events of the whole world. Not quite so frequently as in the narra- 
tives of avowedly miraculous events, yet not infrequently, there do 
occur, here in balanced and sober survey of history, phrases like 
" it is only to be wondered at " (p. 183), " it seems strange " (p. 189), 
and " truly amazing " (p. 207). But what evokes attention is not 
so much individual incidents as the marked contrasts, the mighty 
achievements, and also the incompleteness of the process. Laments 
indeed are expressed, but not so much over the deficiencies of non- 
Christian religious systems and the prospects of the unsaved heathen 
as over the abuses which have been perpetrated by professing Chris- 
tians and the new evils which have been introduced from the West 
into the new situations in Africa and the East (see pp. 82, 270, 
304, 311). Not pessimistically but discriminatingly and with hope, 
it is shown how the processes of advancing civilization have included 
both pathetic failures and gratifying successes. The proselytizing 
task which formerly had been deemed fairly simple, being merely 
" religious," is now seen to be immensely complicated with factors 
racial, social, governmental, economic, and with all the diversities 
in human nature and its environment. 

Professor Moore's book is a product both of researches in the study 
and of experience in administrative headquarters. It is a notable 


example and vindication of the best modem interpretation of Chris- 
tianity and its world-wide enterprise. In contrast with the sepa- 
ratist point of view which, not absolutely yet too largely, prevailed 
in the former historians of Christianity and of Christian Missions, 
this latest historian presents a Christian gospel which is more im- 
mediately, more extensively, and more intensively redemptive. The 
situation which needs to be saved is now seen to be not less perilous;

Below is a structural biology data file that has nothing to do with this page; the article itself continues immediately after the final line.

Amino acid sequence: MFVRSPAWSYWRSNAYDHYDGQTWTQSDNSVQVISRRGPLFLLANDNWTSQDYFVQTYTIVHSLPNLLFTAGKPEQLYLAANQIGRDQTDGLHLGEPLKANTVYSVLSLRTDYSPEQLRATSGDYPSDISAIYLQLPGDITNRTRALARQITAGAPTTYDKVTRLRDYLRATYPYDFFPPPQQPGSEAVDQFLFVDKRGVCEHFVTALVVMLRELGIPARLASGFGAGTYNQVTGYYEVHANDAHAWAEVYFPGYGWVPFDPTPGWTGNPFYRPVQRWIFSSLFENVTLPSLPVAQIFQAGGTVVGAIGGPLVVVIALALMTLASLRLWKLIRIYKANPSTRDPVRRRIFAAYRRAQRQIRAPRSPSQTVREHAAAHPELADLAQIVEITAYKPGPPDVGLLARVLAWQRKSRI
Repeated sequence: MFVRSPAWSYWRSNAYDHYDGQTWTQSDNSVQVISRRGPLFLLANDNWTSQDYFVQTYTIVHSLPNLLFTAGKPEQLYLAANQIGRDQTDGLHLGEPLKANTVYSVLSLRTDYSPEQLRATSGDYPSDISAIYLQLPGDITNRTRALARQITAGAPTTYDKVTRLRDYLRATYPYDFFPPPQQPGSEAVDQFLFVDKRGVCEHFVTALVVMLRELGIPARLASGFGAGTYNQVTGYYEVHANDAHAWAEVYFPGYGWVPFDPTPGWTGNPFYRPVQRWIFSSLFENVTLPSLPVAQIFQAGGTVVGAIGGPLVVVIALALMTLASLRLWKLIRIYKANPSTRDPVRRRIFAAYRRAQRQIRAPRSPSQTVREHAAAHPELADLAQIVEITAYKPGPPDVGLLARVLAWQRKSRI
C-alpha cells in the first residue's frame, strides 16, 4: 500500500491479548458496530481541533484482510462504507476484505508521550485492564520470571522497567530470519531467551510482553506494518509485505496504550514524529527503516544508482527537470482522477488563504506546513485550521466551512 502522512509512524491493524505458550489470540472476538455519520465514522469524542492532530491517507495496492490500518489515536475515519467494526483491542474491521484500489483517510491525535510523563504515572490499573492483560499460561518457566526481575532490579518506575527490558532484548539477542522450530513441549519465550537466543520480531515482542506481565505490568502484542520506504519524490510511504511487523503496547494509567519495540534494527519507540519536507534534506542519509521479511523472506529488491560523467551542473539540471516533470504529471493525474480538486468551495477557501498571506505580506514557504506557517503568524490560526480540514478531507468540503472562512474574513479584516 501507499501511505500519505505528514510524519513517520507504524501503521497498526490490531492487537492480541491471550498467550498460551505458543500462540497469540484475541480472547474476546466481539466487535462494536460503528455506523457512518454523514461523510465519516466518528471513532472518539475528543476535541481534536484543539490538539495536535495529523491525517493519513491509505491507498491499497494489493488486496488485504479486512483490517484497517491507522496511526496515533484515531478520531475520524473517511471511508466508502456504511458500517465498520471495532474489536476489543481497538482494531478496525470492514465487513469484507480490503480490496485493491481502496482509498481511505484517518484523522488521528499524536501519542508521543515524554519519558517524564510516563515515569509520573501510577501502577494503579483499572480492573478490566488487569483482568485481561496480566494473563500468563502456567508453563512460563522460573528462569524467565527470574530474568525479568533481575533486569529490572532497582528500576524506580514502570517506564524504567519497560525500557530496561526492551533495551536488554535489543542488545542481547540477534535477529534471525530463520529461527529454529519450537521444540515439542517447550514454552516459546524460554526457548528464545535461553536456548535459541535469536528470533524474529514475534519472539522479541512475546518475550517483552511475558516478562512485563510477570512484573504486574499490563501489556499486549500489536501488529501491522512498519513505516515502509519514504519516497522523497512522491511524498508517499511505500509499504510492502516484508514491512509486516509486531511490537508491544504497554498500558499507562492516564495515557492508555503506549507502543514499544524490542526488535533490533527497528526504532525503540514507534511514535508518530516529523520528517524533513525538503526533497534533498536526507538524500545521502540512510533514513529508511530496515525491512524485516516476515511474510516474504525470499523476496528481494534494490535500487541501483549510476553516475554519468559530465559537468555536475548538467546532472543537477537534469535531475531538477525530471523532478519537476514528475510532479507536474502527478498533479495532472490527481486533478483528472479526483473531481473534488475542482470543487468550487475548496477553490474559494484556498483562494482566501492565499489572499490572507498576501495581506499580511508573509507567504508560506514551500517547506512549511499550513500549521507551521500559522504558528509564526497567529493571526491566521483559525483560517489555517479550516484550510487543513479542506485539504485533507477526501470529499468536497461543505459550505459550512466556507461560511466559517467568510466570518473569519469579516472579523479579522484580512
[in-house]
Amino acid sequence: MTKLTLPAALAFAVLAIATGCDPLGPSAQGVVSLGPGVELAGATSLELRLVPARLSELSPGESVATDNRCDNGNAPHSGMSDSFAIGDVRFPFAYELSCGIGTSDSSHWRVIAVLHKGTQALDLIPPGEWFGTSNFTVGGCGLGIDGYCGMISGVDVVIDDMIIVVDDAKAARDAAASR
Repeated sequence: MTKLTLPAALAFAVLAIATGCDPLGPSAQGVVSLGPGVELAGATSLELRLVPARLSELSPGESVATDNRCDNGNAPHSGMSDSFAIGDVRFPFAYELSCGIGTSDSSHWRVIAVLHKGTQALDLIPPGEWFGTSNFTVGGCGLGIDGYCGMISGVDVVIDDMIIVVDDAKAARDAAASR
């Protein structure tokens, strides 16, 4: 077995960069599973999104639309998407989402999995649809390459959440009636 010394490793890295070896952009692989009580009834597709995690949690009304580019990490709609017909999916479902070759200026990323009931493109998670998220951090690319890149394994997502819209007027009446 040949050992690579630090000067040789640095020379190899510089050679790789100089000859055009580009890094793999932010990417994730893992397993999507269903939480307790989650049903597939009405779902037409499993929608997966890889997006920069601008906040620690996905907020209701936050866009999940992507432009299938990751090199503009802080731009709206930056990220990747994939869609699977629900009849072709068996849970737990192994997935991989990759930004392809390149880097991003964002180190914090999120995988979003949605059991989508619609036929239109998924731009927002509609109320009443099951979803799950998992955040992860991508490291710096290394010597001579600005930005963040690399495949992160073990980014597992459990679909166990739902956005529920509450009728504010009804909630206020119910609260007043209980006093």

the genuine results, more glorious; the need of divine empowerment, 
more lu-gent. 

" A world-view is never a substitute for religion. Amelioration is not 
redemption " (p. 88). 

" Religion is the only remedy that we have against an inherent tendency 
of high civilization to destroy character and personality. What is needed 
is still that kind of ministry which none among men has ever so exemplified 
as did Jesus, and which true followers of Christ seek to exemplify. It is 
the alchemy which can make a son of God and a saint out of the most for- 
lorn being in an imtransformed world, but which will also infallibly set that 
saint upon the transformation of his world " (p. 90). 

The book gives a liberal course in modern history as well as a record 
of Christian Missions and an insight into the meaning of Christian- 
ity. The historian's stern task of setting forth a wide sweep of events 
is accomplished with an abundance of narrated facts, fascinating 
pictures of personalities, incisive judgments, and brilliant generali- 
zations. Perhaps the nearest comparison for scholarliness, though 
not of course for material, would be with a treatment which has been 
given to the earliest period in the history of Christianity by Hamack 
in his Mission and Expansion of Christianity in the First Three Cen- 
turies. The addition of a map or maps to accompany the course of 
the history, especially of the various geographical areas of the world, 
would leave almost nothing to be desired in a volume which, both in 
form and in spirit, takes a worthy place in a notable series of text- 
books in religion. 

RoBEET E. Hume. 
Union Theological Seminabt. 

Pbogbessive Religious Thought in Ambmca. John W. Buckham. 
Houghton Mifflin Co. 1919. Pp. xii, 352. $2.00. 

To reveal to many the thoughts of their hearts is a service deserv- 
ing gratitude; especially when the thoughts are not individual only, 
and when a development is exhibited with those of others. The 
solitary thinker gains courage and fuller understanding of himself 
when he becomes aware that he is part of a " movement," and the